Dwight D. Koeberl, MD, PhD
The focus of our research has been the development of gene therapy with adeno-associated virus (AAV) vectors, most recently by genome editing with CRISPR/Cas9. We have developed gene therapy for inherited disorders of metabolism, especially glycogen storage disease (GSD) and phenylketonuria (PKU).
1) GSD type Ia: Glucose-6-phosphatase (G6Pase) deficient animals provide models for developing new therapy for GSD type Ia, although early mortality complicates research with both the murine and canine models of GSD Ia. We have prolonged the survival and reversed the biochemical abnormalities in G6Pase-knockout mice and dogs with GSD type Ia, following the administration of AAV8-pseudotyped AAV vectors encoding human G6Pase. More recently, we have performed genome editing to integrate a therapeutic transgene in a safe harbor locus for mice with GSD Ia, permanently correcting G6Pase deficiency in the GSD Ia liver. Finally, we have identified reduced autophagy as an underlying hepatocellular defect that might be treated with pro-autophagic drugs in GSD Ia.
2) GSD II/Pompe disease: Pompe disease is caused by the deficiency of acid-alpha-glucosidase (GAA) in muscle, resulting in the massive accumulation of lysosomal glycogen in striated muscle with accompanying weakness. While enzyme replacement has shown promise in infantile-onset Pompe disease patients, no curative therapy is available. We demonstrated that AAV vector-mediated gene therapy will likely overcome limitations of enzyme replacement therapy, including formation of anti-GAA antibodies and the need for frequent infusions. We demonstrated that liver-restricted expression with an AAV vector prevented antibody responses in GAA-knockout mice by inducing immune tolerance to human GAA. Antibody responses have complicated enzyme replacement therapy for Pompe disease and emphasized a potential advantage of gene therapy for this disorder. The strategy of administering low-dose gene therapy prior to initiation of enzyme replacement therapy, termed immunomodulatory gene therapy, prevented antibody formation and increased efficacy in Pompe disease mice. Consequently we are planning clinical trials of immunomodulatory gene therapy in patients with Pompe disease, who might not otherwise respond to enzyme replacement therapy. Furthermore, we have developed drug therapy to increase the receptor-mediated uptake of GAA in muscle cells, which provides adjunctive therapy to more definitively treat Pompe disease.
3) PKU: We demonstrated long-term biochemical correction of PKU in mice with an AAV8 vector. PKU is a very significant disorder detected by newborn screening and currently inadequately treated by dietary therapy. Phenylalanine levels in mice were corrected in the blood, and elevated phenylalanine causes mental retardation and birth defects in children born to affected women, and gene therapy for PKU would address an unmet need for therapy in this disorder.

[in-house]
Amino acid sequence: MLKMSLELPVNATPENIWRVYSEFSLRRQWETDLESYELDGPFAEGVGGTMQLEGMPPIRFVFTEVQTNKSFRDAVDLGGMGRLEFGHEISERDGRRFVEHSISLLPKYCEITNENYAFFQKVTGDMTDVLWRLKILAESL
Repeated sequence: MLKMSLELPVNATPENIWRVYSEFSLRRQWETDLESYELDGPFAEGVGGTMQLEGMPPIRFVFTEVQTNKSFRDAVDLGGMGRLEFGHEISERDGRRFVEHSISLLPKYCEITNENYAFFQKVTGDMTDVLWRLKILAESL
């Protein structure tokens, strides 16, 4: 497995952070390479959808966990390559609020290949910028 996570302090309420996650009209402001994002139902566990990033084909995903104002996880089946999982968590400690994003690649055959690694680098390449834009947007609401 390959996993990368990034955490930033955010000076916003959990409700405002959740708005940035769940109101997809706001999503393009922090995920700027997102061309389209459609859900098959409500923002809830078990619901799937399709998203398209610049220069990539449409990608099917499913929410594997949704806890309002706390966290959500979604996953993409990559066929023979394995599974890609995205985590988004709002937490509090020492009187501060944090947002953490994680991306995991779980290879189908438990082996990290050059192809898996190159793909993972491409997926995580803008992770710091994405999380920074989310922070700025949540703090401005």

Education and Training
- Fellowship, Medical Genetics, University of Washington, 1992 - 1999
- Resident, Pediatrics, University of California, San Francisco, School of Medicine, 1990 - 1992
- Ph.D., Mayo School of Health Sciences, 1990
- M.D., Mayo School of Health Sciences, 1990
Selected Grants and Awards
- A Phase I Study of the Safety of AAV2/8 LSPhGAA in Late-onset Pompe Disease
- Genetics Training Grant
- Organization and Function of Cellular Structure
- Investigating Autophagy in GSD-Ia
- Observational Study of Males with Creatine Transporter Deficiency
- LDN: CRIM responses in Pompe disease
- Viral Oncology Training Grant
- Activity and Biodistribution of the AAV2/8-LSPhGAA in GAA-knockout mice
- Translational studies of GAA deficiency in bioengineered human muscle
- New Indications for Beta2 Agnoists in Glycogen Storage Disease Type Ia, NAFLD/NASH, and Pompe Disease
- TBR agonists for treatment in GSD Ia
- Inborn Errors of Long Chain Fat Metabolism
- Supplemental Funding for Phase 1/2 study of Clenbuterol for the Treatment of Pompe Disease
- Phase 1/2 Study of Clenbuterol for the Treatment of Pompe Disease
- Lysosomal enzymes, Glycosaminoglycans and Outflow Pathway Physiology
- Dietary therapy in mitochondrial trifunctional protein deficiency
- Training course for expanded (MS/MS) newborn screening laboratory follow-up coordinators
- Clinical Trial Planning in Pompe Disease
- Gene delivery to striated muscle by systemic AAV vectors
- Mechanisms for immune tolerance in Pompe Disease